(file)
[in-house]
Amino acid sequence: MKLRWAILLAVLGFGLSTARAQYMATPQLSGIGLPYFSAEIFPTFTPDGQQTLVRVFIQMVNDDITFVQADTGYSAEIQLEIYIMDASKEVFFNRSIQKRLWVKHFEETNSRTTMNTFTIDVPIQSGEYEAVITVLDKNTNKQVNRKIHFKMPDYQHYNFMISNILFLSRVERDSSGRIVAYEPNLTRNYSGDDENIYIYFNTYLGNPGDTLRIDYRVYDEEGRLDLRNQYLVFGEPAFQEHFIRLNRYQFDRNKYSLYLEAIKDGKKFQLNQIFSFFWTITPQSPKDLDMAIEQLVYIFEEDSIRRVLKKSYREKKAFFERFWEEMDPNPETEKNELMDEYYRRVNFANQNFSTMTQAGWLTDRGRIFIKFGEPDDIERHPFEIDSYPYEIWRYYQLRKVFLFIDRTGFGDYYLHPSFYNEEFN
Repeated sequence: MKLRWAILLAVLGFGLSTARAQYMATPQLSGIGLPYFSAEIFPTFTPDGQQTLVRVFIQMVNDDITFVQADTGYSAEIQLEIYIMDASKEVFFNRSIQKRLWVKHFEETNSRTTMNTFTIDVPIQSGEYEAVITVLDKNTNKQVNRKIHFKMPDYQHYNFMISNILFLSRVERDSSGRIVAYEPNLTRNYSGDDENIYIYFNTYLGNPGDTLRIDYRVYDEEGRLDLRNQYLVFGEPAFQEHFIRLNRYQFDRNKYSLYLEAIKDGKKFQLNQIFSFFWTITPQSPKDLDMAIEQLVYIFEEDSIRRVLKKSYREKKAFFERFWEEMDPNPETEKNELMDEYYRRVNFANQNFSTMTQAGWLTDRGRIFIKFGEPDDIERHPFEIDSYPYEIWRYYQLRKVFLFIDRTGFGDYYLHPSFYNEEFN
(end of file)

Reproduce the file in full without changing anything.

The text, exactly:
[in-house]
Amino acid sequence: MKLRWAILLAVLGFGLSTARAQYMATPQLSGIGLPYFSAEIFPTFTPDGQQTLVRVFIQMVNDDITFVQADTGYSAEIQLEIYIMDASKEVFFNRSIQKRLWVKHFEETNSRTTMNTFTIDVPIQSGEYEAVITVLDKNTNKQVNRKIHFKMPDYQHYNFMISNILFLSRVERDSSGRIVAYEPNLTRNYSGDDENIYIYFNTYLGNPGDTLRIDYRVYDEEGRLDLRNQYLVFGEPAFQEHFIRLNRYQFDRNKYSLYLEAIKDGKKFQLNQIFSFFWTITPQSPKDLDMAIEQLVYIFEEDSIRRVLKKSYREKKAFFERFWEEMDPNPETEKNELMDEYYRRVNFANQNFSTMTQAGWLTDRGRIFIKFGEPDDIERHPFEIDSYPYEIWRYYQLRKVFLFIDRTGFGDYYLHPSFYNEEFN
Repeated sequence: MKLRWAILLAVLGFGLSTARAQYMATPQLSGIGLPYFSAEIFPTFTPDGQQTLVRVFIQMVNDDITFVQADTGYSAEIQLEIYIMDASKEVFFNRSIQKRLWVKHFEETNSRTTMNTFTIDVPIQSGEYEAVITVLDKNTNKQVNRKIHFKMPDYQHYNFMISNILFLSRVERDSSGRIVAYEPNLTRNYSGDDENIYIYFNTYLGNPGDTLRIDYRVYDEEGRLDLRNQYLVFGEPAFQEHFIRLNRYQFDRNKYSLYLEAIKDGKKFQLNQIFSFFWTITPQSPKDLDMAIEQLVYIFEEDSIRRVLKKSYREKKAFFERFWEEMDPNPETEKNELMDEYYRRVNFANQNFSTMTQAGWLTDRGRIFIKFGEPDDIERHPFEIDSYPYEIWRYYQLRKVFLFIDRTGFGDYYLHPSFYNEEFN